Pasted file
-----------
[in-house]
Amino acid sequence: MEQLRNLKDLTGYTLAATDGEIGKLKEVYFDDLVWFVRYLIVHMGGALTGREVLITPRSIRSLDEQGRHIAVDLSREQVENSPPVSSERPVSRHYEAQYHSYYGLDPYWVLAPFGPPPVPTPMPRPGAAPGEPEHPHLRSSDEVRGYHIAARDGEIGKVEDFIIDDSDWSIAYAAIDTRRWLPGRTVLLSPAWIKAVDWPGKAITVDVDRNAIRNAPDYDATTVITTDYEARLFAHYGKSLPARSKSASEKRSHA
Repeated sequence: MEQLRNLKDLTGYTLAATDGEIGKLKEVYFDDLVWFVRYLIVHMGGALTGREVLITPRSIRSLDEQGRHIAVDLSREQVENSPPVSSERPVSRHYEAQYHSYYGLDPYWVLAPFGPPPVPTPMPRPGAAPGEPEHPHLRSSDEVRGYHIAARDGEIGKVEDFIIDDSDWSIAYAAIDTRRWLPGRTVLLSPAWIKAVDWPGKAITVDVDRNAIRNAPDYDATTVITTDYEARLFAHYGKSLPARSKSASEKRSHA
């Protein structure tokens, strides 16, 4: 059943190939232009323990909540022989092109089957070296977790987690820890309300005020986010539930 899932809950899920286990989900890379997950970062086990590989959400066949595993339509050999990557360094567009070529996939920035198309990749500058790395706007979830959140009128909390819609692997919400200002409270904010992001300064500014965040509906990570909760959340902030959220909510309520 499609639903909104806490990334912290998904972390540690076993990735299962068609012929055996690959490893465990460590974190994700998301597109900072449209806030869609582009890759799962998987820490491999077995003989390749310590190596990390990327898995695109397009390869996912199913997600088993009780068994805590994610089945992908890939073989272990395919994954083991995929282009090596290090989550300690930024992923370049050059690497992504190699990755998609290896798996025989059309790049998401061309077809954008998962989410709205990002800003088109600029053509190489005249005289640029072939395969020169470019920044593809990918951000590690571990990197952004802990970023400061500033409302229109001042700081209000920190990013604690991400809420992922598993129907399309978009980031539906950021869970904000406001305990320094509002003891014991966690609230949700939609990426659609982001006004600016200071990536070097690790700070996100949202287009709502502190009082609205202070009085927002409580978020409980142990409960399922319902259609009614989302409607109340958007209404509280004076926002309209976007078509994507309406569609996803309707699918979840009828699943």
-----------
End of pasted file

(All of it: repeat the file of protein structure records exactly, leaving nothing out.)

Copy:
[in-house]
Amino acid sequence: MEQLRNLKDLTGYTLAATDGEIGKLKEVYFDDLVWFVRYLIVHMGGALTGREVLITPRSIRSLDEQGRHIAVDLSREQVENSPPVSSERPVSRHYEAQYHSYYGLDPYWVLAPFGPPPVPTPMPRPGAAPGEPEHPHLRSSDEVRGYHIAARDGEIGKVEDFIIDDSDWSIAYAAIDTRRWLPGRTVLLSPAWIKAVDWPGKAITVDVDRNAIRNAPDYDATTVITTDYEARLFAHYGKSLPARSKSASEKRSHA
Repeated sequence: MEQLRNLKDLTGYTLAATDGEIGKLKEVYFDDLVWFVRYLIVHMGGALTGREVLITPRSIRSLDEQGRHIAVDLSREQVENSPPVSSERPVSRHYEAQYHSYYGLDPYWVLAPFGPPPVPTPMPRPGAAPGEPEHPHLRSSDEVRGYHIAARDGEIGKVEDFIIDDSDWSIAYAAIDTRRWLPGRTVLLSPAWIKAVDWPGKAITVDVDRNAIRNAPDYDATTVITTDYEARLFAHYGKSLPARSKSASEKRSHA
């Protein structure tokens, strides 16, 4: 059943190939232009323990909540022989092109089957070296977790987690820890309300005020986010539930 899932809950899920286990989900890379997950970062086990590989959400066949595993339509050999990557360094567009070529996939920035198309990749500058790395706007979830959140009128909390819609692997919400200002409270904010992001300064500014965040509906990570909760959340902030959220909510309520 499609639903909104806490990334912290998904972390540690076993990735299962068609012929055996690959490893465990460590974190994700998301597109900072449209806030869609582009890759799962998987820490491999077995003989390749310590190596990390990327898995695109397009390869996912199913997600088993009780068994805590994610089945992908890939073989272990395919994954083991995929282009090596290090989550300690930024992923370049050059690497992504190699990755998609290896798996025989059309790049998401061309077809954008998962989410709205990002800003088109600029053509190489005249005289640029072939395969020169470019920044593809990918951000590690571990990197952004802990970023400061500033409302229109001042700081209000920190990013604690991400809420992922598993129907399309978009980031539906950021869970904000406001305990320094509002003891014991966690609230949700939609990426659609982001006004600016200071990536070097690790700070996100949202287009709502502190009082609205202070009085927002409580978020409980142990409960399922319902259609009614989302409607109340958007209404509280004076926002309209976007078509994507309406569609996803309707699918979840009828699943």